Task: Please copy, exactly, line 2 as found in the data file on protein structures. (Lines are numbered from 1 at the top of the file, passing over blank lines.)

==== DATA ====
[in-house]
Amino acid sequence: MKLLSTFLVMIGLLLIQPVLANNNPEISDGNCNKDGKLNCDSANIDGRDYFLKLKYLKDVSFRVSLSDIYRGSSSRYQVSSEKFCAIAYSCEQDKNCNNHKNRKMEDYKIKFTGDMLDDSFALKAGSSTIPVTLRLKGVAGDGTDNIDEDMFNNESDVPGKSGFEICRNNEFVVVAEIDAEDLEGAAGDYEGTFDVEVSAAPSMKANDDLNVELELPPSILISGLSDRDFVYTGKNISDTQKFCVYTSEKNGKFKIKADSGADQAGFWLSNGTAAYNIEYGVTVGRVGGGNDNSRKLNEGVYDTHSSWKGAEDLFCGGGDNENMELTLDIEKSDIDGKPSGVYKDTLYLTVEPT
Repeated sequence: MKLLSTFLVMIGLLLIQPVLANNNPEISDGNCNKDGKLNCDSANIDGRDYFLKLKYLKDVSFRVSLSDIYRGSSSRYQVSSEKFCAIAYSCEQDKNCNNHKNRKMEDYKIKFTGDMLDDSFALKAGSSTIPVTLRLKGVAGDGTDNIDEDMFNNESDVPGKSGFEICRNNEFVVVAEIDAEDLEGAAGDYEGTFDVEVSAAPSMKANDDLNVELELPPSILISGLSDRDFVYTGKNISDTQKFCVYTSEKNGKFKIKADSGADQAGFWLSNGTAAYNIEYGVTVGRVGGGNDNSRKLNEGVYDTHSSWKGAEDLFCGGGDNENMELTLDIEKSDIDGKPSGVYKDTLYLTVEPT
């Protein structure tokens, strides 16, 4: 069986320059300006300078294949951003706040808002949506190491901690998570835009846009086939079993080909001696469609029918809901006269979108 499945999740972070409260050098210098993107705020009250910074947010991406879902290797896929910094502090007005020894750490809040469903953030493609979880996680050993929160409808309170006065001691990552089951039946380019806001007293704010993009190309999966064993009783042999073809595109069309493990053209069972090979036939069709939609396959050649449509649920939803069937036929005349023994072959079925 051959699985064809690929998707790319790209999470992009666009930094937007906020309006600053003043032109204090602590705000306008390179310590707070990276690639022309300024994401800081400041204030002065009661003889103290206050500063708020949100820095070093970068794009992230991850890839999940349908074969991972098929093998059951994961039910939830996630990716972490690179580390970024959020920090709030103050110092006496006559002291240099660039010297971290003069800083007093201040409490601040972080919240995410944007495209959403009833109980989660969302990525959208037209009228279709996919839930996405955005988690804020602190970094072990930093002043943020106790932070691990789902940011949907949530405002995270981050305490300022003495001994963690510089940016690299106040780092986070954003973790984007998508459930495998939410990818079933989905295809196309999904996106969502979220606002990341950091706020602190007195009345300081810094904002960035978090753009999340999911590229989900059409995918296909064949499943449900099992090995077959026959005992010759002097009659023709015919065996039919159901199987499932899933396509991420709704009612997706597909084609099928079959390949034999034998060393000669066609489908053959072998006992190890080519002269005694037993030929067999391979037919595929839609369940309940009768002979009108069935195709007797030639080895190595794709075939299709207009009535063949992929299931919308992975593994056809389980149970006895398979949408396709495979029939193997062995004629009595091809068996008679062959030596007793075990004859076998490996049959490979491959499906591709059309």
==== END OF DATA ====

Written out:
Amino acid sequence: MKLLSTFLVMIGLLLIQPVLANNNPEISDGNCNKDGKLNCDSANIDGRDYFLKLKYLKDVSFRVSLSDIYRGSSSRYQVSSEKFCAIAYSCEQDKNCNNHKNRKMEDYKIKFTGDMLDDSFALKAGSSTIPVTLRLKGVAGDGTDNIDEDMFNNESDVPGKSGFEICRNNEFVVVAEIDAEDLEGAAGDYEGTFDVEVSAAPSMKANDDLNVELELPPSILISGLSDRDFVYTGKNISDTQKFCVYTSEKNGKFKIKADSGADQAGFWLSNGTAAYNIEYGVTVGRVGGGNDNSRKLNEGVYDTHSSWKGAEDLFCGGGDNENMELTLDIEKSDIDGKPSGVYKDTLYLTVEPT